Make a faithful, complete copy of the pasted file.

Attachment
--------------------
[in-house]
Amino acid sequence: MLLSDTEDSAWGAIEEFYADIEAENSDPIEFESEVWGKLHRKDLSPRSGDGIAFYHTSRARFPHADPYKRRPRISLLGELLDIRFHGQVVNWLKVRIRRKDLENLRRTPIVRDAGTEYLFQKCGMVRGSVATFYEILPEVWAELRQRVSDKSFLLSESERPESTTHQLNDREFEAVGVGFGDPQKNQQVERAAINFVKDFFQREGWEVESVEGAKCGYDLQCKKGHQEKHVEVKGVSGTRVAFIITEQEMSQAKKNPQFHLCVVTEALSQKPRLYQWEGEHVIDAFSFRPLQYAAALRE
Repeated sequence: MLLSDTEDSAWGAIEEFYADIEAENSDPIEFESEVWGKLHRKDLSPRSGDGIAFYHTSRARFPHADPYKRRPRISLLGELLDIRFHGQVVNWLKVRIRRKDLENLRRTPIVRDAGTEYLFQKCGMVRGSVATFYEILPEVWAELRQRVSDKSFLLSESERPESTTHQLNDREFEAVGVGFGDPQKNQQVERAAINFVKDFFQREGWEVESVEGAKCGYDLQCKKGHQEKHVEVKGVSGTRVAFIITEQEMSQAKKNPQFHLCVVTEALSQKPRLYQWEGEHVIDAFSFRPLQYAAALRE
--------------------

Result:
[in-house]
Amino acid sequence: MLLSDTEDSAWGAIEEFYADIEAENSDPIEFESEVWGKLHRKDLSPRSGDGIAFYHTSRARFPHADPYKRRPRISLLGELLDIRFHGQVVNWLKVRIRRKDLENLRRTPIVRDAGTEYLFQKCGMVRGSVATFYEILPEVWAELRQRVSDKSFLLSESERPESTTHQLNDREFEAVGVGFGDPQKNQQVERAAINFVKDFFQREGWEVESVEGAKCGYDLQCKKGHQEKHVEVKGVSGTRVAFIITEQEMSQAKKNPQFHLCVVTEALSQKPRLYQWEGEHVIDAFSFRPLQYAAALRE
Repeated sequence: MLLSDTEDSAWGAIEEFYADIEAENSDPIEFESEVWGKLHRKDLSPRSGDGIAFYHTSRARFPHADPYKRRPRISLLGELLDIRFHGQVVNWLKVRIRRKDLENLRRTPIVRDAGTEYLFQKCGMVRGSVATFYEILPEVWAELRQRVSDKSFLLSESERPESTTHQLNDREFEAVGVGFGDPQKNQQVERAAINFVKDFFQREGWEVESVEGAKCGYDLQCKKGHQEKHVEVKGVSGTRVAFIITEQEMSQAKKNPQFHLCVVTEALSQKPRLYQWEGEHVIDAFSFRPLQYAAALRE